Herman Hollerith (1860-1929) was the inventor of the punched card tabulating machine-the precursor of the modern computer-and one of the founders of modern information processing. His machine was used to gather information for the 1890 census more efficiently. Hollerith's company later became part of International Business Machines (IBM).
Herman Hollerith was born to German immigrants, George and Franciska (Brunn) Hollerith, on February 29, 1860 in Buffalo, New York. He began his university education at the City College of New York at the age of 15, and graduated from the Columbia School of Mines with distinction in 1879. While at Columbia, Hollerith took the standard course of study which required both classes and practical work. As an engineering student, he took chemistry, physics, and geometry, as well as courses in surveying and graphics, and surveying and assaying. Hollerith was also required to visit local industries, such as metallurgical and machine shops, in order to understand how they functioned.
Shortly after graduation, Hollerith got a job at the U.S. Census Bureau as an assistant to his former teacher, William Petit Trowbridge. He worked as a statistician, compiling information on manufacturers. His article, "Report on the Statistics of Steam and Water-Power Used in the Manufacture of Iron and Steel," was published in 1888 in the Census Bureau's Report on Power and Machinery Employed in Manufacture. His work revealed the problems of dealing with large amounts of data by hand. The 1880 census took seven and a half years to complete. Because of the large numbers of people immigrating to the U.S., the 1890 and 1900 censuses were expected to take much longer.
At the Census Bureau, Hollerith met Kate Sherman Billings, daughter of Dr. John Shaw Billings, head of the Department of Vital Statistics. In addition to his work at the Bureau, Billings designed seven medical institutions and the New York Public Library, was chair of the Carnegie Institution, member of the National Board of Health, and oversaw publication of the Index Medicus, which contained abstracts of medical publications. Because Billings liked to help talented young men, and because Hollerith was dating his daughter, Billings took an interest in him.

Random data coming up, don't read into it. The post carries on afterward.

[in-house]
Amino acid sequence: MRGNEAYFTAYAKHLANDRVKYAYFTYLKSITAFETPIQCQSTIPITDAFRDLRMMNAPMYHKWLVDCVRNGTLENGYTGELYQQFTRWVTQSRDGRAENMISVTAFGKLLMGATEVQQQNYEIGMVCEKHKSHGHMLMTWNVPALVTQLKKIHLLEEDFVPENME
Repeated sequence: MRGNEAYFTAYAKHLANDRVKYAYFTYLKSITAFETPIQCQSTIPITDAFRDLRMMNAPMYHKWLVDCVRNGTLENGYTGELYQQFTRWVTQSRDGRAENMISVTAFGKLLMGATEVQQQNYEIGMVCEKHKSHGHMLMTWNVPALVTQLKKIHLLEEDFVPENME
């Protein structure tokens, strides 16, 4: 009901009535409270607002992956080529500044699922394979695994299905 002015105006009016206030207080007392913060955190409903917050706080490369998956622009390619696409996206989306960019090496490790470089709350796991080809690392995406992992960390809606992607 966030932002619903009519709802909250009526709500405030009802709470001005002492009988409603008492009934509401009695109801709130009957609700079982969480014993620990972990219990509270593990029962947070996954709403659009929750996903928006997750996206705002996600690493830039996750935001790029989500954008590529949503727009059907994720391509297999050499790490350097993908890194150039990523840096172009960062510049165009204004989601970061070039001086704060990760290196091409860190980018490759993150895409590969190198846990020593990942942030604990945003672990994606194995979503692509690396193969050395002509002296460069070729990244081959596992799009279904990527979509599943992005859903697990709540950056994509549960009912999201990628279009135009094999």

It was Billings who was thought to have provided Hollerith with the inspiration for the punched card tabulating machine. Hollerith acknowledged near the end of his life the help that Billings had given him. While Billings denied providing much assistance, it is clear that he relied heavily on Billing's design concept. Hollerith thought he could design the machine, and later offered to include Billings in the project.
In 1882, Hollerith became an instructor of mechanical engineering at the Massachusetts Institute of Technology (MIT). Because he disliked working with students, he left to go to St. Louis, Missouri, where he experimented with and designed an electrically activated brake system for railroads. The railroads, however, chose a steam-actuated brake system which had been designed by Westinghouse. In 1884, Hollerith got a job with the U.S. Patent Office in Washington, D.C., where he remained until 1890.
Hollerith continued to experiment with the elements for a punched card tabulating machine. Billings had recommended that he study a Jacquard loom, a mechanical loom or weaving machine, for inspiration. Jacquard had realized that weaving required a number of repetitive tasks which could be automated. "He conceived a system that relied on stiff pasteboard cards with various patterns of punched holes. At each throw of the shuttle, a card was placed in the path of the rods. The pattern of holes in the card determined which rods could pass through and thus acted as a program for the loom. This control system allowed for flexibility and various levels of complexity in the patterns," noted Mark Russo, in The World's First Statistical Engineer.
From the Jacquard loom, Hollerith deduced the pattern for his first attempt at constructing his tabulating machine. He used a single, continuous paper feed with holes punched in it, something like a player piano. The position of the hole on a line of the paper determined what it stood for. For example, a hole in one position indicated a male, in another a female; a hole in another position indicated that the person was born in the U.S., one in another, the person was a foreigner. As the roll of paper was fed through the tabulating machine, the holes would pass over a drum, completing an electrical circuit for each hole. Counters connected to the machine registered each electrical current caused by a hole as a hit for that statistic. Because it used electricity, Hollerith's tabulating machine anticipated the advent of computers. Also, the hole punching system is analogous to the binary system of zeros and ones, which is found in the digital data storage of computers. The continuous strip which Hollerith initially used was similar to the tapes used in early computers.